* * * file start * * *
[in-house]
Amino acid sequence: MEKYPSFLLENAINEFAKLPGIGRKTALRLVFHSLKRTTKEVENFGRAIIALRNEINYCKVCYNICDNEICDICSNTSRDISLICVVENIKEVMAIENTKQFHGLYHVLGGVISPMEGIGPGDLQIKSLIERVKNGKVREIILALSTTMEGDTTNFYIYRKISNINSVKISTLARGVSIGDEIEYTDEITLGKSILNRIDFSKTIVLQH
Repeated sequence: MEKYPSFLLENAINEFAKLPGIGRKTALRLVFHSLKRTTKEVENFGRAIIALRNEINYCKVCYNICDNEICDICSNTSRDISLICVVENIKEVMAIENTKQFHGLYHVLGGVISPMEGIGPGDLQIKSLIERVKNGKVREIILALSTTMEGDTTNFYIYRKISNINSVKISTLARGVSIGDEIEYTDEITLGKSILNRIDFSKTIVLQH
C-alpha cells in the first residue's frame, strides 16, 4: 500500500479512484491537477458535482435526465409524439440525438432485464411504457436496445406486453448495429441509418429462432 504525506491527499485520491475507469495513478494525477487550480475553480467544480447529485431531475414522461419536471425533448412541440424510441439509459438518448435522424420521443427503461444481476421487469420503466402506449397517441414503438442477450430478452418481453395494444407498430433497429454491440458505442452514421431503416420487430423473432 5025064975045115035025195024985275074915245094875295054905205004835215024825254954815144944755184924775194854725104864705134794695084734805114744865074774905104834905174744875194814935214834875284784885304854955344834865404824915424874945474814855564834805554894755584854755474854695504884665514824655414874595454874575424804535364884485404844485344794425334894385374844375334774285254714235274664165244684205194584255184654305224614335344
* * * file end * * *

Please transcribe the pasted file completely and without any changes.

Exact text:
[in-house]
Amino acid sequence: MEKYPSFLLENAINEFAKLPGIGRKTALRLVFHSLKRTTKEVENFGRAIIALRNEINYCKVCYNICDNEICDICSNTSRDISLICVVENIKEVMAIENTKQFHGLYHVLGGVISPMEGIGPGDLQIKSLIERVKNGKVREIILALSTTMEGDTTNFYIYRKISNINSVKISTLARGVSIGDEIEYTDEITLGKSILNRIDFSKTIVLQH
Repeated sequence: MEKYPSFLLENAINEFAKLPGIGRKTALRLVFHSLKRTTKEVENFGRAIIALRNEINYCKVCYNICDNEICDICSNTSRDISLICVVENIKEVMAIENTKQFHGLYHVLGGVISPMEGIGPGDLQIKSLIERVKNGKVREIILALSTTMEGDTTNFYIYRKISNINSVKISTLARGVSIGDEIEYTDEITLGKSILNRIDFSKTIVLQH
C-alpha cells in the first residue's frame, strides 16, 4: 500500500479512484491537477458535482435526465409524439440525438432485464411504457436496445406486453448495429441509418429462432 504525506491527499485520491475507469495513478494525477487550480475553480467544480447529485431531475414522461419536471425533448412541440424510441439509459438518448435522424420521443427503461444481476421487469420503466402506449397517441414503438442477450430478452418481453395494444407498430433497429454491440458505442452514421431503416420487430423473432 5025064975045115035025195024985275074915245094875295054905205004835215024825254954815144944755184924775194854725104864705134794695084734805114744865074774905104834905174744875194814935214834875284784885304854955344834865404824915424874945474814855564834805554894755584854755474854695504884665514824655414874595454874575424804535364884485404844485344794425334894385374844375334774285254714235274664165244684205194584255184654305224614335344